Senate debates

Monday, 13 November 2017

Regulations and Determinations

Citizenship (Authorisation) Revocation and Authorisation Instrument 2017, Citizenship (Authorisation) Revocation and Authorisation Amendment Instrument 2017; Disallowance

6:21 pm

Photo of Jordon Steele-JohnJordon Steele-John (WA, Australian Greens) Share this | Hansard source

Before speaking to this disallowance motion, I would first like to acknowledge and pay my respects to the traditional owners of the land on which we meet—the Ngunnawal peoples. It is upon their ancestral lands that this parliament is built, and I believe every occupant of this chamber would do well to remember that in all that they do.

I would also like to acknowledge and recognise that 26 January is a day of mourning for many Aboriginal and Torres Strait Islander peoples and that the Greens support them in their call for the date of Australia Day to be changed. We in the Greens recognise this call; however, I am sorry to say that this chamber and the other place do not. It is also the case that our states and territories of Australia also do not at this point recognise that call, so it has been left to local governments to act in this space and to show the leadership which is so sadly lacking in so many of our other democratic institutions.

I am proud to say, as a senator from Western Australia, that it was in fact the City of Fremantle which first put this on the national agenda last year when they, as a community, consulted with the Whadjuk people, who are the traditional owners of that area, and decided that they would take the first national step in bringing attention to the fact that 26 January is not viewed by our traditional owners as a day upon which you can simply kick back and have a beer and that it is in fact a day on which it is remembered that these lands, which we call our own, were and remain the lands of others, that they were forcibly taken and that dispossession and murder were commonplace and formed the foundation of this country.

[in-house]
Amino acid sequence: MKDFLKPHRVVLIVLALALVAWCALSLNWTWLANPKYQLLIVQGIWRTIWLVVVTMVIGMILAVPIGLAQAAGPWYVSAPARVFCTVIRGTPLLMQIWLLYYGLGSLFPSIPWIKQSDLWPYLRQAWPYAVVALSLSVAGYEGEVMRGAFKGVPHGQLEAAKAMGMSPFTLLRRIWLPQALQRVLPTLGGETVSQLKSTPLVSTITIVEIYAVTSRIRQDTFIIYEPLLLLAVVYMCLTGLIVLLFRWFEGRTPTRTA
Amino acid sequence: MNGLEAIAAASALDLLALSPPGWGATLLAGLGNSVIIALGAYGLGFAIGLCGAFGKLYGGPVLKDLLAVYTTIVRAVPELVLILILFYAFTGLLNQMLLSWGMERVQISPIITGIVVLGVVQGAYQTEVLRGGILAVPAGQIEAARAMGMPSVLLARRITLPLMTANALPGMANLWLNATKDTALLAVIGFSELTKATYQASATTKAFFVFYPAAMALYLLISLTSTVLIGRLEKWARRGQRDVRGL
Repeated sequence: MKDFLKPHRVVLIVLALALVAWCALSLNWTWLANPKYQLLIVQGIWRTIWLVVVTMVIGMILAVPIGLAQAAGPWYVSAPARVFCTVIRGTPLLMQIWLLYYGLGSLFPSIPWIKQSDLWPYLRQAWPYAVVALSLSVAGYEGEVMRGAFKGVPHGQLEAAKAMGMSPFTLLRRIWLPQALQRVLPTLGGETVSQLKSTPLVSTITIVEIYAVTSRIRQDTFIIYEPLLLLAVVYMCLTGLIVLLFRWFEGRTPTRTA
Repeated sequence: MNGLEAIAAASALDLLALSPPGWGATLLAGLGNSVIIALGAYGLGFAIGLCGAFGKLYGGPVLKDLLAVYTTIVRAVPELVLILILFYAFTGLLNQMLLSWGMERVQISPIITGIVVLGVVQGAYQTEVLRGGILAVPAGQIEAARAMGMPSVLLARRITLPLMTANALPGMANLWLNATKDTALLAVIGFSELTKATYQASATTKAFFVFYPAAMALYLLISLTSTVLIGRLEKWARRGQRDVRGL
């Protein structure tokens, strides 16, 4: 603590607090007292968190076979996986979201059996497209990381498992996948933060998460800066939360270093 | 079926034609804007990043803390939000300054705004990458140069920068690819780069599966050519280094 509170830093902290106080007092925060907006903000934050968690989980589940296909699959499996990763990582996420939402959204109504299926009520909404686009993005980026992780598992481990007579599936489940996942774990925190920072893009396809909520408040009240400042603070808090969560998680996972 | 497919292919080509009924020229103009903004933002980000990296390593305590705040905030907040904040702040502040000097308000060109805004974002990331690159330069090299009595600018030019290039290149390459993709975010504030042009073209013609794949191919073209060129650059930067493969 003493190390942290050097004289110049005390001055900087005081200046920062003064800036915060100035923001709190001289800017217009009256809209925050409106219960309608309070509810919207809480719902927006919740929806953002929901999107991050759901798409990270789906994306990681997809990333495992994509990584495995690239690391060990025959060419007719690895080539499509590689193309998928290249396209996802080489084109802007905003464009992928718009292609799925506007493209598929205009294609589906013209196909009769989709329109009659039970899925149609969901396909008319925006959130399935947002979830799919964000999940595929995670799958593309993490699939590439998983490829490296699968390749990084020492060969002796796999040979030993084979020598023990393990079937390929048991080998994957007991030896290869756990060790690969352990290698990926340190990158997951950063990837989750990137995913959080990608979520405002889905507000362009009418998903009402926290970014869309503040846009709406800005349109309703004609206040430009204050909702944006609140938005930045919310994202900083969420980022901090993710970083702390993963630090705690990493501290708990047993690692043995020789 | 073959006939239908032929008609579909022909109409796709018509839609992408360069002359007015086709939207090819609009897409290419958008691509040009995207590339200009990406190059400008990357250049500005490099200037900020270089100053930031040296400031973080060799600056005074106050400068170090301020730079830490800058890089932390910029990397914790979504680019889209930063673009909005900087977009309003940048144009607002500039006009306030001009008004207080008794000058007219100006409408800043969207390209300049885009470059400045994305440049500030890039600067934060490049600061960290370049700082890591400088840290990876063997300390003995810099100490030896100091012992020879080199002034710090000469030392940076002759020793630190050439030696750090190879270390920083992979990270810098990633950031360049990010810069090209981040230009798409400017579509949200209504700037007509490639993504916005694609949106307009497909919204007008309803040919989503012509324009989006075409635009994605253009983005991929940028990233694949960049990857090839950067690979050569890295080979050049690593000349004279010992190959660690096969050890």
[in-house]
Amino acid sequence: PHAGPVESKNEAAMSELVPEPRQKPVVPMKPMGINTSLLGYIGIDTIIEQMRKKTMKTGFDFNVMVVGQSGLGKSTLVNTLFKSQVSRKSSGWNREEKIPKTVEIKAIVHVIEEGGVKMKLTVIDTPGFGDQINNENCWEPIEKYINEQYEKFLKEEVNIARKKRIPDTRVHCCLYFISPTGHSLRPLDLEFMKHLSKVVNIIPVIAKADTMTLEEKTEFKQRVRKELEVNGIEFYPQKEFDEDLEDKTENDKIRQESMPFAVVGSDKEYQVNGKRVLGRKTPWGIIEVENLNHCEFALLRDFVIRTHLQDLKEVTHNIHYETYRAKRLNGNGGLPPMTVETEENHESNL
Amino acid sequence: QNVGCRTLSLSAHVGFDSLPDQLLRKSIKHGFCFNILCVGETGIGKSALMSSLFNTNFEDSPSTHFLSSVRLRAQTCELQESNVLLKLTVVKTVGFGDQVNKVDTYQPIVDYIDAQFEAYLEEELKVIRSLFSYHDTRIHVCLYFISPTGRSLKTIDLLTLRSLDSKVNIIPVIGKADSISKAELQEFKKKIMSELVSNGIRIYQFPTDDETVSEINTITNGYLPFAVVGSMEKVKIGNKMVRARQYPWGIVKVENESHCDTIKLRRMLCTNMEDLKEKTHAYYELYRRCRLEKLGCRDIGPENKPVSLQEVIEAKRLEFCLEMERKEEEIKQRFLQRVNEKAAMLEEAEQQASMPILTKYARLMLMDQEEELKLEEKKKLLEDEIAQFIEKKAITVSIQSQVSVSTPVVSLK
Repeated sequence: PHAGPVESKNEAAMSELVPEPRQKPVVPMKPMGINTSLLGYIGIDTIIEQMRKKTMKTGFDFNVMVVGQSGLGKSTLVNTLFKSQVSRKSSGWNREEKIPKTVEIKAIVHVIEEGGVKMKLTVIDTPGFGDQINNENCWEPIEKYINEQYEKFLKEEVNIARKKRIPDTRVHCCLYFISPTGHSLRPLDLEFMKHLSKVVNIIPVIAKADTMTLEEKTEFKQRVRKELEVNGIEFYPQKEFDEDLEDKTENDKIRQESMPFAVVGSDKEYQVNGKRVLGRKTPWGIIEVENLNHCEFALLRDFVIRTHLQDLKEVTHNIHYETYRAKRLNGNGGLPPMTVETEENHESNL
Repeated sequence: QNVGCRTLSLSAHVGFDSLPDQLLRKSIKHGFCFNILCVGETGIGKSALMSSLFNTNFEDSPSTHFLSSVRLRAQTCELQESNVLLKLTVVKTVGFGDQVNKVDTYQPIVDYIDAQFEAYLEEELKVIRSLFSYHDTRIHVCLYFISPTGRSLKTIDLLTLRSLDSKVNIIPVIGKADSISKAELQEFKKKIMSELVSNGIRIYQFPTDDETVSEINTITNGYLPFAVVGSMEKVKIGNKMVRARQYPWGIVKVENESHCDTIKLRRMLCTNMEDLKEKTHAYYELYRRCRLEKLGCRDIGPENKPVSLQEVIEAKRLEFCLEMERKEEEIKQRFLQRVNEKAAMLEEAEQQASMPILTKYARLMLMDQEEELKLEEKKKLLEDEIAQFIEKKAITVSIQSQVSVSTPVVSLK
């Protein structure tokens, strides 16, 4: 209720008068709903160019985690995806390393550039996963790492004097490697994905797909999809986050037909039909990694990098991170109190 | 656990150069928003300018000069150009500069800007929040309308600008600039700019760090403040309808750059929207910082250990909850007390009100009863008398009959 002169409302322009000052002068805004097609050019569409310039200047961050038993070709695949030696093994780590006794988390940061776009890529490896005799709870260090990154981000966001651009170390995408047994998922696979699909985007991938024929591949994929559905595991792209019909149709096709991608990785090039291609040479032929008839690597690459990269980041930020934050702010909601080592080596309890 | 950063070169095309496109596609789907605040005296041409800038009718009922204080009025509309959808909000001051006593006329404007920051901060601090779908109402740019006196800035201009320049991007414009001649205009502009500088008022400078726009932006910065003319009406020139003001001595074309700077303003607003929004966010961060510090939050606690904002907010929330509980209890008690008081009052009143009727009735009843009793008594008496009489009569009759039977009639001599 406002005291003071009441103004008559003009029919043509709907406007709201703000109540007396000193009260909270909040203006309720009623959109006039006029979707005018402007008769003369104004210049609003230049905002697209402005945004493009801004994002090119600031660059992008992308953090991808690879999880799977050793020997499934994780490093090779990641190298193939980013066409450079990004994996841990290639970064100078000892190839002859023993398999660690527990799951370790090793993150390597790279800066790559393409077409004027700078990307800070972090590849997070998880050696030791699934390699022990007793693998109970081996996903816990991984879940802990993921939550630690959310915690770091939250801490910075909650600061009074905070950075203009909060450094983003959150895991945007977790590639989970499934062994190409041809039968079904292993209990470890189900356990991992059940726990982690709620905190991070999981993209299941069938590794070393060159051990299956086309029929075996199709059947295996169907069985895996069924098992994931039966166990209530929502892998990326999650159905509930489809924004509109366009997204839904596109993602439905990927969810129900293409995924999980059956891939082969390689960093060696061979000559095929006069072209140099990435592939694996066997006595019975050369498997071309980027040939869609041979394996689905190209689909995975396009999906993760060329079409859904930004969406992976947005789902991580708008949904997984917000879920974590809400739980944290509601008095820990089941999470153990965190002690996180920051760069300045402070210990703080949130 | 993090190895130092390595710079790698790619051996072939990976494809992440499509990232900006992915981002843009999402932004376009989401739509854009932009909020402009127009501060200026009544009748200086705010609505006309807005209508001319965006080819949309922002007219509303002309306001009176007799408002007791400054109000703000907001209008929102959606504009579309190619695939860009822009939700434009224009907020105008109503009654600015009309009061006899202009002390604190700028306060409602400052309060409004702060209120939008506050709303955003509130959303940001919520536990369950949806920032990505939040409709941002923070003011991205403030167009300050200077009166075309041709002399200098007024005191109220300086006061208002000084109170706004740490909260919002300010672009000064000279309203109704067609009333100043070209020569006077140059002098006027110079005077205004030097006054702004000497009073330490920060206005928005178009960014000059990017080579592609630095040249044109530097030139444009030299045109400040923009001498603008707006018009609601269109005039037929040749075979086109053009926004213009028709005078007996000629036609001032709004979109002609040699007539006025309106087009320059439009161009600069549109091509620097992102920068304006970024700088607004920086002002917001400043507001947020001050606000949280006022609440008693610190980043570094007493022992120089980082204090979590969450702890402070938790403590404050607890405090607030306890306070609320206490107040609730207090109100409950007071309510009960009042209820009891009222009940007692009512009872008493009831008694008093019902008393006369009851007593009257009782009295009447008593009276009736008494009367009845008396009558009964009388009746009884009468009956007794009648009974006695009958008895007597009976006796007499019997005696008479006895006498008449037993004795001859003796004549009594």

I am very sad to see that Senator Cormann has decided to suggest that any council which seeks to recognise this reality of our history is in fact playing politics in an area where politics does not belong. I would caution anybody on either side of this chamber from making such an argument. I would ask them to reflect deeply upon the company in which they are placing themselves when they suggest that this is something which should not and cannot be done. It was once—and in this place and in others and at other points in time—suggested that it could not be done in relation to leaving Aboriginal children with their parents. It was once suggested that there could not and should not be reconciliation processes in this country. It is, sadly, still suggested that there is no place for a dedicated voice of our first nations people in this chamber. But, as we have seen, and as history shows with those first two examples, such views prove themselves not to last well in the stark sunlight of history. Movements rose up and said no. They said no to segregation. They said no to a nonexistence in terms of voting rights. They said no to the stealing of children. And they said no to the hiding of that reality.

Today, I take my seat in a chamber which was opened alongside the traditional owners of this place, and Senator Bartlett is right to note that it is only recently that this has become the case. I do not believe it will be too long before we look back upon discussions such as this and think to ourselves: how could we ever have suggested that a day which has only been a national holiday since the year in which I was born, 1994, should be held as such a sacred moment of national unity that it should be continued with at the expense of our first nations people and their profound traumatic experiences.

I speak to this motion as a proud Western Australian, as a proud member of the Australian Greens and as someone who hopes to see a little more leadership in this place in the future. Thank you.

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